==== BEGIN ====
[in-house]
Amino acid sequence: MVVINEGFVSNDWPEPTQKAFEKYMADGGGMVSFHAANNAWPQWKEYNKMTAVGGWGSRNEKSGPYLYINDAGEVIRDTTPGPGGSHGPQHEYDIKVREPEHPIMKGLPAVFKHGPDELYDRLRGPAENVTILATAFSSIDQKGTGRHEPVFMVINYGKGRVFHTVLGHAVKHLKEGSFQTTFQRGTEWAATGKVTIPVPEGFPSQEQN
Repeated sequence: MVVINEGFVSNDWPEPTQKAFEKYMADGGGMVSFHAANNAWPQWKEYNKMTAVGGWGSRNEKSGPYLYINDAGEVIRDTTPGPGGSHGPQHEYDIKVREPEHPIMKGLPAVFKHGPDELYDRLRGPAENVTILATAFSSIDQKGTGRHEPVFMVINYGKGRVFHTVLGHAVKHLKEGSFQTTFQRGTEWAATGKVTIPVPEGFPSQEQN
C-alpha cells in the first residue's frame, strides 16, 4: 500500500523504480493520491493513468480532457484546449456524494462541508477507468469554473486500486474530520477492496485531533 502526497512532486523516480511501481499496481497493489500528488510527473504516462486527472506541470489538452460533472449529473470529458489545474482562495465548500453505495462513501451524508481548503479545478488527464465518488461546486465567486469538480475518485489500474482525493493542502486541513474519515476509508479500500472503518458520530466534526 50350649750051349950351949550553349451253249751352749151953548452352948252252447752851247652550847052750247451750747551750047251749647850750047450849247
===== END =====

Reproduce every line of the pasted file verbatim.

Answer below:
[in-house]
Amino acid sequence: MVVINEGFVSNDWPEPTQKAFEKYMADGGGMVSFHAANNAWPQWKEYNKMTAVGGWGSRNEKSGPYLYINDAGEVIRDTTPGPGGSHGPQHEYDIKVREPEHPIMKGLPAVFKHGPDELYDRLRGPAENVTILATAFSSIDQKGTGRHEPVFMVINYGKGRVFHTVLGHAVKHLKEGSFQTTFQRGTEWAATGKVTIPVPEGFPSQEQN
Repeated sequence: MVVINEGFVSNDWPEPTQKAFEKYMADGGGMVSFHAANNAWPQWKEYNKMTAVGGWGSRNEKSGPYLYINDAGEVIRDTTPGPGGSHGPQHEYDIKVREPEHPIMKGLPAVFKHGPDELYDRLRGPAENVTILATAFSSIDQKGTGRHEPVFMVINYGKGRVFHTVLGHAVKHLKEGSFQTTFQRGTEWAATGKVTIPVPEGFPSQEQN
C-alpha cells in the first residue's frame, strides 16, 4: 500500500523504480493520491493513468480532457484546449456524494462541508477507468469554473486500486474530520477492496485531533 502526497512532486523516480511501481499496481497493489500528488510527473504516462486527472506541470489538452460533472449529473470529458489545474482562495465548500453505495462513501451524508481548503479545478488527464465518488461546486465567486469538480475518485489500474482525493493542502486541513474519515476509508479500500472503518458520530466534526 50350649750051349950351949550553349451253249751352749151953548452352948252252447752851247652550847052750247451750747551750047251749647850750047450849247